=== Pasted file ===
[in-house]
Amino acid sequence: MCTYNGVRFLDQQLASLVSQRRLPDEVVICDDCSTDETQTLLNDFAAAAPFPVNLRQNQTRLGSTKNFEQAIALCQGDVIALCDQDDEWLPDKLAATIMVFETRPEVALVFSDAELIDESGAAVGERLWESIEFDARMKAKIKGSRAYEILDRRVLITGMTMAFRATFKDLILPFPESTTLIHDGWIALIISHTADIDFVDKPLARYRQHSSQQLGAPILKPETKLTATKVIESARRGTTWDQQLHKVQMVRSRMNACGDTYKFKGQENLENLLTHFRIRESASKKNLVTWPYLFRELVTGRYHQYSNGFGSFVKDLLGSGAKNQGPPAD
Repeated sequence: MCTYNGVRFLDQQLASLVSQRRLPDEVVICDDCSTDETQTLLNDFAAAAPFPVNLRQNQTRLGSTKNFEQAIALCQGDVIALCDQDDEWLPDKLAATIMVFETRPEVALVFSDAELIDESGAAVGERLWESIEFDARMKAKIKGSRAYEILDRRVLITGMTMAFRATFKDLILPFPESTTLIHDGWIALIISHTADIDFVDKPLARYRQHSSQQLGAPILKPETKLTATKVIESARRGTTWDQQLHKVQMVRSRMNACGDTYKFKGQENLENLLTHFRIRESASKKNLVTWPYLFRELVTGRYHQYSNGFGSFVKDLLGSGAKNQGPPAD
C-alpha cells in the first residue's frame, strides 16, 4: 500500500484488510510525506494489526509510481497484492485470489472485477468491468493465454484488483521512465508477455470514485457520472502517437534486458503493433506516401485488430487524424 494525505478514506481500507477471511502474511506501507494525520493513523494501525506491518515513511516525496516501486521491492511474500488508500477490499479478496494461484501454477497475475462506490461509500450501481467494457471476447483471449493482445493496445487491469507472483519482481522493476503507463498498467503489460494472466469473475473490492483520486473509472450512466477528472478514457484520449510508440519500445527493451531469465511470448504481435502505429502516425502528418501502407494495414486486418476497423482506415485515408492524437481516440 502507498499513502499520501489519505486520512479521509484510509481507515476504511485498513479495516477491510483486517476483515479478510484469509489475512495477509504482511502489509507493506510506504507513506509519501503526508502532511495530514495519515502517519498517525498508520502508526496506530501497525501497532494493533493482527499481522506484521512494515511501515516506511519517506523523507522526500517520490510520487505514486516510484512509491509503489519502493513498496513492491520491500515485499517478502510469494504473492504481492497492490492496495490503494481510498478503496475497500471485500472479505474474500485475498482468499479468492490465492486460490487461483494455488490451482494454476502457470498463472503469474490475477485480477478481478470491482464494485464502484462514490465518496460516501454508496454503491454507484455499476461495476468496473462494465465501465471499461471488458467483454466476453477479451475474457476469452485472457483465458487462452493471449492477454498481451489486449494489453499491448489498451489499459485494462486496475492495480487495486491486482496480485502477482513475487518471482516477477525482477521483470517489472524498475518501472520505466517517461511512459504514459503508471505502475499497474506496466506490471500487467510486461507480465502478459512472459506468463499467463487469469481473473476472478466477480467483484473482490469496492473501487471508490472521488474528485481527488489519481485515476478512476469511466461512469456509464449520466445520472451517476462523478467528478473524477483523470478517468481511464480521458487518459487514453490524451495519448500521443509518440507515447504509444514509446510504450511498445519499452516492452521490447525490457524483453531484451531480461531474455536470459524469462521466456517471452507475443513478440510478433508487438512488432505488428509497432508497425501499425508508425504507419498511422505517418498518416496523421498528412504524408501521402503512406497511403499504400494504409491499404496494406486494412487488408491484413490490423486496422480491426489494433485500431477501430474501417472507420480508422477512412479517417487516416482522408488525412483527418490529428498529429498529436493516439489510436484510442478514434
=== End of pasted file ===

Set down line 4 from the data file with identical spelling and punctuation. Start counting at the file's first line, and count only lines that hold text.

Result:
C-alpha cells in the first residue's frame, strides 16, 4: 500500500484488510510525506494489526509510481497484492485470489472485477468491468493465454484488483521512465508477455470514485457520472502517437534486458503493433506516401485488430487524424 494525505478514506481500507477471511502474511506501507494525520493513523494501525506491518515513511516525496516501486521491492511474500488508500477490499479478496494461484501454477497475475462506490461509500450501481467494457471476447483471449493482445493496445487491469507472483519482481522493476503507463498498467503489460494472466469473475473490492483520486473509472450512466477528472478514457484520449510508440519500445527493451531469465511470448504481435502505429502516425502528418501502407494495414486486418476497423482506415485515408492524437481516440 502507498499513502499520501489519505486520512479521509484510509481507515476504511485498513479495516477491510483486517476483515479478510484469509489475512495477509504482511502489509507493506510506504507513506509519501503526508502532511495530514495519515502517519498517525498508520502508526496506530501497525501497532494493533493482527499481522506484521512494515511501515516506511519517506523523507522526500517520490510520487505514486516510484512509491509503489519502493513498496513492491520491500515485499517478502510469494504473492504481492497492490492496495490503494481510498478503496475497500471485500472479505474474500485475498482468499479468492490465492486460490487461483494455488490451482494454476502457470498463472503469474490475477485480477478481478470491482464494485464502484462514490465518496460516501454508496454503491454507484455499476461495476468496473462494465465501465471499461471488458467483454466476453477479451475474457476469452485472457483465458487462452493471449492477454498481451489486449494489453499491448489498451489499459485494462486496475492495480487495486491486482496480485502477482513475487518471482516477477525482477521483470517489472524498475518501472520505466517517461511512459504514459503508471505502475499497474506496466506490471500487467510486461507480465502478459512472459506468463499467463487469469481473473476472478466477480467483484473482490469496492473501487471508490472521488474528485481527488489519481485515476478512476469511466461512469456509464449520466445520472451517476462523478467528478473524477483523470478517468481511464480521458487518459487514453490524451495519448500521443509518440507515447504509444514509446510504450511498445519499452516492452521490447525490457524483453531484451531480461531474455536470459524469462521466456517471452507475443513478440510478433508487438512488432505488428509497432508497425501499425508508425504507419498511422505517418498518416496523421498528412504524408501521402503512406497511403499504400494504409491499404496494406486494412487488408491484413490490423486496422480491426489494433485500431477501430474501417472507420480508422477512412479517417487516416482522408488525412483527418490529428498529429498529436493516439489510436484510442478514434